These people may look thin from the outside, but studies have shown that they tend to suffer from cardiac disease. Research from Mt. Sinai Hospital revealed that women with pericardial fat (or fat around their hearts) were even more likely to suffer from heart conditions. 

4. Chest pain is not the only symptom of heart disease    

The most common presentation of heart disease is a heart attack or ischemic attack, where people first complain of chest pain or discomfort, followed by building pressure in the chest, breathlessness, or nausea. On the other hand, women commonly complain of jaw pain, back pain, dizziness, anxiety, disturbed sleep, and indigestion. The most frequently missed sign of heart disease is stomach pain in the upper part of the abdomen that could be mistaken for acidity or gas. 

People with arrhythmias may complain of a fluttering or racing heartbeat, a slow pulse, or fainting spells. At the same time, those with cardiomyopathy may have fatigue, bloating and swelling as their primary symptoms. 

5. Routine one-time tests may not be able to pick up heart disease all the time

How is heart disease diagnosed?

The most common tests we hear about when it comes to heart disease are : 

  • ECG or electrocardiograms record your heart rate and rhythm while diagnosing problems with the electrical activity of the cardiac muscle.
  • 2D-echo or echocardiograms use ultrasound waves to produce a picture of your heart and its chambers and estimate how well it’s functioning
  • Stress Tests evaluate heart activity while you are made to walk or run on a treadmill
  • Holter monitors are strapped onto your chest to study heart rhythms over long periods (sometimes 24-48 hours)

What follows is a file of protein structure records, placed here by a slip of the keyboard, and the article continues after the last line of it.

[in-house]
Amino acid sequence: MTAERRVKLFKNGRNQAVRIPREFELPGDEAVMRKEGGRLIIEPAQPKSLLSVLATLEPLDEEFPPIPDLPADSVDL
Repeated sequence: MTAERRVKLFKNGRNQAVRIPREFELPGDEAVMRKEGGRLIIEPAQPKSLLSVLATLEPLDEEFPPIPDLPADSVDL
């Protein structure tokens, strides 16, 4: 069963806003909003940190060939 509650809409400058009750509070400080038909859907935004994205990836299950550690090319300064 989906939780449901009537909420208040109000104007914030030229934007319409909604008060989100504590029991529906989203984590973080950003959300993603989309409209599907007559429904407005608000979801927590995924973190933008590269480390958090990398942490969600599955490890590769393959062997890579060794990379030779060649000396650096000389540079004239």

• CT Scans or MRIs of the heart to visualise the blood vessels and chambers
  • Blood tests for cardiac biomarkers like Troponin levels, creatinine kinase, CK-MB, and myoglobin are released into the bloodstream when the heart is damaged or stressed. Lipid tests can give an estimate of your blood cholesterol levels.
  • Invasive tests like cardiac catheterisation and coronary angiographies involve inserting a catheter into your heart vessels through the groin arteries and injecting a dye into the delicate vessels to give a detailed x-ray image that can pick up blockages or other abnormalities. 

Many of these tests are part of the annual health checks that we sign up for. However, abnormalities in your heart using these tests can only be picked up if you are already experiencing symptoms of heart disease. By that time, it may already be too late. This is why continuous real-time monitoring of heart activity is a great way to keep track of your heart health. 

Studies have shown that lifestyle changes can help you prevent heart disease. Research from Harvard University estimated that those who do not smoke and engage in regular physical activity with a healthy diet lowered their risk of heart disease by nearly 50%. 

*The information contained in this blog is provided on an as-is basis with no guarantees of completeness, accuracy or usefulness. The content in this blog is not meant to be a substitute for medical advice, diagnosis or treatment. All content is meant for informational purposes only. This blog contains copyright material, the use of which has not been specifically authorised by the copyright owner.